The COVID-19 pandemic has put enormous stress on all facets of our economy.
Businesses are shuttered and millions of people are out of work through no fault of their own. The entire healthcare system is being stretched to unknown limits as hospitals, physicians and healthcare workers are on the front line of this battle, doing amazing, heroic work to save lives.
Congress has passed three coronavirus emergency relief packages, with the most recent, the Coronavirus Aid, Relief and Economic Stabilization Act (CARES), costing $2.2 trillion, the largest financial support package in U.S. history.
It includes $500 billion for distressed companies, $377 billion in loans for small businesses, $260 billion for unemployment insurance, and $250 billion in direct payments to individuals and families.
For hospitals, the CARES Act provides $100 billion through the Public Health and Social Services Emergency Fund. This money will be used for expenses and lost revenue related to COVID-19.
The legislation also temporarily removes the Medicare sequester cuts from May 1 to December 31, increasing payments to hospitals and physicians. For physicians’ offices facing financial hardships, the American Medical Association encourages them to apply to the Paycheck Protection Program or an Economic Injury Disaster Loan through the Small Business Administration.
The Centers for Medicare and Medicaid Services has announced unprecedented temporary waivers from regulations, like accelerating and advancing payments to providers affected by the coronavirus for claims providing they meet the requirements; allowing inpatient care at temporary expansion sites; allowing off-site screenings to stem the spread of the virus; and waiving certain paperwork requirements.
Health and Human Services Secretary Alex Azar announced that part of the $100 billion will be used to reimburse providers for treating the uninsured at Medicare rates, but hospitals must not balance bill to receive the payments.
Healthcare professionals are naturally worried they will not have the resources to care for all that enter our hospitals. As a result, physicians and hospitals are reaching out to major insurers, asking them to do more to support them during the COVID-19 emergency, like allowing providers to opt into periodic interim payments and accelerated payments, waiving prior authorization, and covering cost-sharing for COVID-19 treatment.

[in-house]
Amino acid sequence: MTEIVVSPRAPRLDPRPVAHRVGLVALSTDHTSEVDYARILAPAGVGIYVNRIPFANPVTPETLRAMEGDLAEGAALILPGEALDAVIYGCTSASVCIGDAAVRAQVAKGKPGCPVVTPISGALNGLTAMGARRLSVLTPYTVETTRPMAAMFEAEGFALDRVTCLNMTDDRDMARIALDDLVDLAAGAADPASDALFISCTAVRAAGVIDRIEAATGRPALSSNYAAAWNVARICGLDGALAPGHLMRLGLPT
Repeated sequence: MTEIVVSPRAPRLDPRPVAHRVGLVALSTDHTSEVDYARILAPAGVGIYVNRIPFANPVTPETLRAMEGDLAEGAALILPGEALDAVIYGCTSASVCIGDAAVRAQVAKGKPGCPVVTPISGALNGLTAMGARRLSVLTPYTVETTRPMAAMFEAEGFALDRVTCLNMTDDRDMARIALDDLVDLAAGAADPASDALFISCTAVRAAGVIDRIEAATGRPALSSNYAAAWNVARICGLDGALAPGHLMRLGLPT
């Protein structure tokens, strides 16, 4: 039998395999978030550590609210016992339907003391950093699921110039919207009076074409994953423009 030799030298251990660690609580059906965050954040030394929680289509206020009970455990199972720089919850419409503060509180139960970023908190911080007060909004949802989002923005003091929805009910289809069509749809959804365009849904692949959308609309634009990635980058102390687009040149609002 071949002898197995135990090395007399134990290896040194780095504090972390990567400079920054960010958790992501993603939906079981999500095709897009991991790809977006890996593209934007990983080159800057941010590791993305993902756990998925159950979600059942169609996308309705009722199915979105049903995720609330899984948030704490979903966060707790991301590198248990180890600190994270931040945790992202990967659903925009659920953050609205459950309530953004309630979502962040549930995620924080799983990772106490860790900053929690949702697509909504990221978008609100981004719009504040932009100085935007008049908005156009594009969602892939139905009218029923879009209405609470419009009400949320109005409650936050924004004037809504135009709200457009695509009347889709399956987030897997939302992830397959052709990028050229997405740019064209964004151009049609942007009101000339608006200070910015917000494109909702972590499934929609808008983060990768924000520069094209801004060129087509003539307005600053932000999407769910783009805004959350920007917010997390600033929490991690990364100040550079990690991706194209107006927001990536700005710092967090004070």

Organizations representing hospitals and doctors are trying to get some of these changes implemented by petitioning governors and insurance commissioners.
There are several problems with the idea of forcing one private industry to help another. First, insurers have volunteered to activate many of the policies similar to those adopted by CMS, according to America’s Health Insurance Plans, the insurers’ trade association. AHIP stated, “It is clear that hospitals are under enormous clinical and financial stress, and health insurance providers stand strong with you.”
Insurers are waiving co-pays and co-insurance for COVID-19 testing and treatments; partnering with hospitals to accelerate the speed of providing care, like treatments, discharges, payments; and, eliminating administrative work.
Second, insurance companies are also facing severe financial challenges as spending could reach as much as $250 billion and it could go as high as $500 billion. The industry had asked for market-stabilizing measures, like federal re-insurance, to be placed in the CARES Act, but they were not included.
Insurers are private companies and rely on coverage payments from employers and individuals that are facing their own economic uncertainty with the government-ordered shutdown of “non-essential” businesses, forcing many businesses to drop and not pay for their employees’ insurance. Insurers who have a financial responsibility to their clients are already dealing with unforeseen costs.
They are not ATMs for another industry and cannot get into a tug-of-war with governors and state insurance commissioners over new payment arrangements.
There should be no friction between providers and insurance companies during this crisis and they should be assured that they will receive backup from the federal government to protect our citizens.
Indeed, if some of the frivolous provisions of the CARES Act had not been included, more funds could have been provided for hospitals and providers.
To protect everyone’s health, welfare and pocketbooks, if a fourth emergency spending bill is considered, it must follow Citizens Against Government Waste’s principles. The funds must be temporary and targeted, the spending must be transparent and accounted for, and it must be in direct response to the crisis at hand.
And, governments should not force one industry to involuntarily help pay for the effect of the coronavirus on another industry.